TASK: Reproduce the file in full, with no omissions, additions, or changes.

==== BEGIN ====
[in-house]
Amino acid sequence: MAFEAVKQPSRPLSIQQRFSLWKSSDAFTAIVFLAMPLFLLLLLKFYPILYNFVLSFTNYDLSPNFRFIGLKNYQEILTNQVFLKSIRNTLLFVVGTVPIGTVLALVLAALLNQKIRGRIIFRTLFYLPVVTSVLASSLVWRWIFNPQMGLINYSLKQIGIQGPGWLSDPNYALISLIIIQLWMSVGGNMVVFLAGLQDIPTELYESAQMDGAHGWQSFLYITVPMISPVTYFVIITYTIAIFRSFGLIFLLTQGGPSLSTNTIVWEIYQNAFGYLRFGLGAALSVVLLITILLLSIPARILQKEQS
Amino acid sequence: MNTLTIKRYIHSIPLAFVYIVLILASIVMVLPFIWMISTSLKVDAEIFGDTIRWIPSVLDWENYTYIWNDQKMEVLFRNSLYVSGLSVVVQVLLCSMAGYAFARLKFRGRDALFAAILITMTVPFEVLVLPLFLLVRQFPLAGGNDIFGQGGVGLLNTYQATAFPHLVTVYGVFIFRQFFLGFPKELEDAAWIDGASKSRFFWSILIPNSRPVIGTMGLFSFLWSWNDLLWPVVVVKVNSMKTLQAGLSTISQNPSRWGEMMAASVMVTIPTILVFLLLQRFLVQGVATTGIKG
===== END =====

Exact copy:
[in-house]
Amino acid sequence: MAFEAVKQPSRPLSIQQRFSLWKSSDAFTAIVFLAMPLFLLLLLKFYPILYNFVLSFTNYDLSPNFRFIGLKNYQEILTNQVFLKSIRNTLLFVVGTVPIGTVLALVLAALLNQKIRGRIIFRTLFYLPVVTSVLASSLVWRWIFNPQMGLINYSLKQIGIQGPGWLSDPNYALISLIIIQLWMSVGGNMVVFLAGLQDIPTELYESAQMDGAHGWQSFLYITVPMISPVTYFVIITYTIAIFRSFGLIFLLTQGGPSLSTNTIVWEIYQNAFGYLRFGLGAALSVVLLITILLLSIPARILQKEQS
Amino acid sequence: MNTLTIKRYIHSIPLAFVYIVLILASIVMVLPFIWMISTSLKVDAEIFGDTIRWIPSVLDWENYTYIWNDQKMEVLFRNSLYVSGLSVVVQVLLCSMAGYAFARLKFRGRDALFAAILITMTVPFEVLVLPLFLLVRQFPLAGGNDIFGQGGVGLLNTYQATAFPHLVTVYGVFIFRQFFLGFPKELEDAAWIDGASKSRFFWSILIPNSRPVIGTMGLFSFLWSWNDLLWPVVVVKVNSMKTLQAGLSTISQNPSRWGEMMAASVMVTIPTILVFLLLQRFLVQGVATTGIKG